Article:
Monday, October 20, 2014

How You Bind :: The Nitty Gritty Results

Thanks to all of you who took the time to take the binding survey last week. If you don't have time to chat, feel free to click right on over to the results, where you can see the pie charts (also shown below) and all the added comments. I do have just a few comments of my own after you glance at the stats here.


Surprised where you fit in? Surprised at anything?? I was kind of surprised at how many folks secure their binding before they hand-stitch it down. I have never ever done that, so really had no idea it was such a thing. hmm

There were just a few comments that require some further action. First, someone asked, "Any chance you could research or do a tutorial on binding a quilt with the facing technique?" I know immediately what to suggest here: OPQuilt's tutorial, which I've used several times myself with great success.

Now here's where I need your help. Rather than do another survey right away, can you respond to one or more of the questions below in the comments? Hopefully those who asked will see this post and our responses.
  1. How about a question about how gals like to do the miters, top on top or side on top? 
  2. I'm curious, do people press their binding before sewing? After I machine sew it on, I press it away from the quilt top and then hand-wrap it around to the back to sew it on. I wonder what others do. 
  3. I'd like to see you do a survey about HOW to sew binding to a quilt. I bet most quilters don't know that there's another way to attach binding than with folded mitered corners.
My answers: #1: I miter my corners going clockwise on the front, with the side I'm sewing into 'on top.' I'm pretty sure I'm traveling counter-clockwise when I'm stitching on the back. If there's a 'right' and 'wrong' way here, I'm clueless. Please enlighten me. #2: I didn't know till recently that this was a thing either, but now I do do it. #3: I know how to do a faced binding as mentioned above. Please do tell if you're thinking about a different method than that.

So there you go! I'd love to hear what you think about all this in the comments!

Thursday, October 16, 2014

Postcards do.Good

Though I had already made two postcard quilts {here and here}, they both used large-scale prints as focus fabrics. I still wanted to try one more quilt that used solid postcard blocks, so I asked the FAITH Circle of do.Good Stitches to help me out.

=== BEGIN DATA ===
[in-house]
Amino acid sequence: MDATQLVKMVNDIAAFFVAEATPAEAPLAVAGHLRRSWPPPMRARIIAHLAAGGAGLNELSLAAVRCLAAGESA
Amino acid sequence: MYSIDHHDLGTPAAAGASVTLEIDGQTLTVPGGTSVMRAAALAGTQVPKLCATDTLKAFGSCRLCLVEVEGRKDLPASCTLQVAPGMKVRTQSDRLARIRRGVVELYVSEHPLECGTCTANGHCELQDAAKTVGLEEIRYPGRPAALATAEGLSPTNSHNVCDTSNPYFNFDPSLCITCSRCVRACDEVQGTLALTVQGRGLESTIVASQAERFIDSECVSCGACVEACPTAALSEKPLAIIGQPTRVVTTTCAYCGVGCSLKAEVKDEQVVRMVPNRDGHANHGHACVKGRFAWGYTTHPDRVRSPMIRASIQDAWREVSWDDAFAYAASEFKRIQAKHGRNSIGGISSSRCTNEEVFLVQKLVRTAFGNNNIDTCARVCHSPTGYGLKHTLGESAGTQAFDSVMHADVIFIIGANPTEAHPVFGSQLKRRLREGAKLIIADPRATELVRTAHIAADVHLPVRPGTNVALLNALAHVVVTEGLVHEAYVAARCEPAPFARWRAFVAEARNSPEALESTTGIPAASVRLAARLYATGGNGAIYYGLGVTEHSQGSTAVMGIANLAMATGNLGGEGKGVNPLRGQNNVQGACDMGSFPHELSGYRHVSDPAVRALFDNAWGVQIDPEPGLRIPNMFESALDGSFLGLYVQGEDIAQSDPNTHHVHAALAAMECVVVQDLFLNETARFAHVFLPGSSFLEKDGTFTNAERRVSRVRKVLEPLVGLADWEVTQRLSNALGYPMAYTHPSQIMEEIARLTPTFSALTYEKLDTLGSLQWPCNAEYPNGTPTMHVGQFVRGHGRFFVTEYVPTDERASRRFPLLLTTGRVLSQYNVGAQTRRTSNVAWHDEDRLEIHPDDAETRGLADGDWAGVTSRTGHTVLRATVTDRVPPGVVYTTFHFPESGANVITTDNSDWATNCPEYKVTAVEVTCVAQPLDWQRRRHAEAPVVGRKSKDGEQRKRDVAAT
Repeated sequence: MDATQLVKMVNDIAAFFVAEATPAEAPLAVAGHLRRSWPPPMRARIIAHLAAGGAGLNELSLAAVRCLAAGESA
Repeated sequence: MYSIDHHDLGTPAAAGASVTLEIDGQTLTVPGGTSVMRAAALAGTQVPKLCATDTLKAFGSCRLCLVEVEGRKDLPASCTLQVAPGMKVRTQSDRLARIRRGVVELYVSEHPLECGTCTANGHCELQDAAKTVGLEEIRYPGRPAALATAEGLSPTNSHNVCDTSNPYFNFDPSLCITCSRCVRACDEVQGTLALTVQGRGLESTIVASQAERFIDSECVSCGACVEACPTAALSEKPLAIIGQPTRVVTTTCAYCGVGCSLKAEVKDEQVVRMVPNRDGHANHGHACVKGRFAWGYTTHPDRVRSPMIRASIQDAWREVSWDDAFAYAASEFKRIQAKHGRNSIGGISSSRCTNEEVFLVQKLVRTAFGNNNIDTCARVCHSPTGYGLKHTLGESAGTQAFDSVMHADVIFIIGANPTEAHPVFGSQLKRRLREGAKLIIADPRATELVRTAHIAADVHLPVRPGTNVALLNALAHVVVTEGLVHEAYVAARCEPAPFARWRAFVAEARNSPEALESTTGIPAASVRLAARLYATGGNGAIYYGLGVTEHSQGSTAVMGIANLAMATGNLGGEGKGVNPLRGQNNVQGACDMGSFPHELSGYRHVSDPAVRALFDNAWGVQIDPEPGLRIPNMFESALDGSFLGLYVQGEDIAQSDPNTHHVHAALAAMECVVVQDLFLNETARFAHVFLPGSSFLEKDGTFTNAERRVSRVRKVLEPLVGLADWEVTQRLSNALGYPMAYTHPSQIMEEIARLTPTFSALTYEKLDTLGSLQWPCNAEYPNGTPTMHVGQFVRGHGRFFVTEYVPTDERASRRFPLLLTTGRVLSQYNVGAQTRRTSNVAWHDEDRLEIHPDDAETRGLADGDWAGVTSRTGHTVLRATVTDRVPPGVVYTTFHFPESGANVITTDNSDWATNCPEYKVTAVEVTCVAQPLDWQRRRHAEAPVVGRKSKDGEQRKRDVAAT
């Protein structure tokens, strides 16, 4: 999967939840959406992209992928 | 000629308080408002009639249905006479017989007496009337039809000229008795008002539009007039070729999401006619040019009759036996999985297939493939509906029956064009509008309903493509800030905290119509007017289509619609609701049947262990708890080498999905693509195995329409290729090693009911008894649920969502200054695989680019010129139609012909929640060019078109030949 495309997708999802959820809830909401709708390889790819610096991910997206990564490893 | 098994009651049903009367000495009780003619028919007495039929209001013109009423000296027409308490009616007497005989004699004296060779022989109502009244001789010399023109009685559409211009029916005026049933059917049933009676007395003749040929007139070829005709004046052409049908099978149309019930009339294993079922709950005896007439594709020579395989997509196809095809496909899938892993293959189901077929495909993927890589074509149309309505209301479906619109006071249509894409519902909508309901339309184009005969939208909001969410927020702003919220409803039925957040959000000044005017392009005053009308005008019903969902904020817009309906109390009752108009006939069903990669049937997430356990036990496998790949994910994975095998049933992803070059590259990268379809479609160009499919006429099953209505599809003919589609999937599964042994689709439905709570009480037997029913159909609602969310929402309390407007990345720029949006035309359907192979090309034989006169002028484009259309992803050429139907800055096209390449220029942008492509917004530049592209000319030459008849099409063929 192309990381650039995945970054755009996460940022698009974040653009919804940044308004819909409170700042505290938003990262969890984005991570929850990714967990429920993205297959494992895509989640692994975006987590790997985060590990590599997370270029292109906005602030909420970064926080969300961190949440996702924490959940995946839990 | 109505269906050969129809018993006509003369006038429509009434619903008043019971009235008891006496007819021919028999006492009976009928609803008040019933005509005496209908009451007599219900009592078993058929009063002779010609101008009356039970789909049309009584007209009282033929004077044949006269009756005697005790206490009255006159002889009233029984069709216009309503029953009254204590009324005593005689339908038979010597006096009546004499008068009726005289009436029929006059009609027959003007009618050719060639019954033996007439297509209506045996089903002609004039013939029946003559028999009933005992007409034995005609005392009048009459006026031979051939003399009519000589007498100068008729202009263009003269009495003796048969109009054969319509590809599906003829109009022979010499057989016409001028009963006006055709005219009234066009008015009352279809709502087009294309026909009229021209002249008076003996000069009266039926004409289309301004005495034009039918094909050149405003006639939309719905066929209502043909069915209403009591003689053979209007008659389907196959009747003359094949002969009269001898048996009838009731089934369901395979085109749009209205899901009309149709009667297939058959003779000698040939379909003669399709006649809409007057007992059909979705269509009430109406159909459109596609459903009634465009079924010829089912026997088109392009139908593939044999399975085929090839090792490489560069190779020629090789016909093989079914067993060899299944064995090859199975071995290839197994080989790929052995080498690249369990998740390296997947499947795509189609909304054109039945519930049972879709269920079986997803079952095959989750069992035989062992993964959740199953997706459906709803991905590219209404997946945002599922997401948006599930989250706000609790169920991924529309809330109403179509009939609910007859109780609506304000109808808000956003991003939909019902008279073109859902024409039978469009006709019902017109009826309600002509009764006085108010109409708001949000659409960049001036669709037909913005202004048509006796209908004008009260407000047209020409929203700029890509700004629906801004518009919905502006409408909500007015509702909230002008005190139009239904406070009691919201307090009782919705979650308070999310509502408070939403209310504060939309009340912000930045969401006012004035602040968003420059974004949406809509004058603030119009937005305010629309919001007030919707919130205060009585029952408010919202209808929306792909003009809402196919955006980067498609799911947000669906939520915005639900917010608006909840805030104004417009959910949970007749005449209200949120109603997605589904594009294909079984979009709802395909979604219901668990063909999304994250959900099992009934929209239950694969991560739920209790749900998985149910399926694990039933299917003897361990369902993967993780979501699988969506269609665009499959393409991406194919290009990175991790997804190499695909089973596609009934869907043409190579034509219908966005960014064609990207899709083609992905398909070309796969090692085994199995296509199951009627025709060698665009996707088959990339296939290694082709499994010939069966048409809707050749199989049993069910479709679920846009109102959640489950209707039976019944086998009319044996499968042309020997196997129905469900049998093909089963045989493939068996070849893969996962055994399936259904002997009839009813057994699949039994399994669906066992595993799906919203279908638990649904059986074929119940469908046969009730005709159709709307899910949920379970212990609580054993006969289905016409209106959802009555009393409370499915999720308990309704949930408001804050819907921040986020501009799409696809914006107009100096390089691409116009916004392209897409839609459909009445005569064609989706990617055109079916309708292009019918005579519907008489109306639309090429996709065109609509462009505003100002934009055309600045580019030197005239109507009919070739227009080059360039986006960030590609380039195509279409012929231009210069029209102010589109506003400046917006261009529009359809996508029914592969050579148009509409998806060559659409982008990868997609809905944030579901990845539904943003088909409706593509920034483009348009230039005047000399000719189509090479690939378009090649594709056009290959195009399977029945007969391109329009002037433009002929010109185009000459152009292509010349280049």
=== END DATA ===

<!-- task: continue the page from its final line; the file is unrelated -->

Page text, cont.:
We started with this palette from design seeds.

I asked my group to use my Postcard Block tutorial and make:
  • Postcard 'fronts' out of solids within the palette. Some of my bee-mates didn't have the solids, so I asked them to use tone on tone fabrics. 
  • Postcard 'backs' using any shade of gray for the vertical line and text prints for the 2 'halves'. If they didn't have text prints, I asked for 'blank' postcards, using solid white or cream, or white on white. 
  • 6 of each type of block sewn together to make 2 - 12 1/2" unfinished blocks
 Here's one of my sample blocks.
This was a pretty simple top to put together, even though I ended up unpicking 2 blocks down the center, due to my own little design error. An easy fix.

For the back, I had chosen and purchased the purple texty stripe from SUCH Designs before I even got my blocks back. It just seemed the perfect choice for this quilt's theme and mix of colors.
I continued the theme with the quilting, "scribbling" across the quilt using one of my machine's zig-zag stitches widened and stretched. Aurifil 50wt #2021 (Natural White) was a good choice, considering both white and off-white were used in the blocks.
I decided to keep the binding kind of subtle and went with a small-scale text print
Finishing at 48" x 60", this quilt will be sent to Restore Innocence, FAITH Circle's chosen charity, where hopefully it can provide some healing and hope.

Linking up with Finish It Up Friday.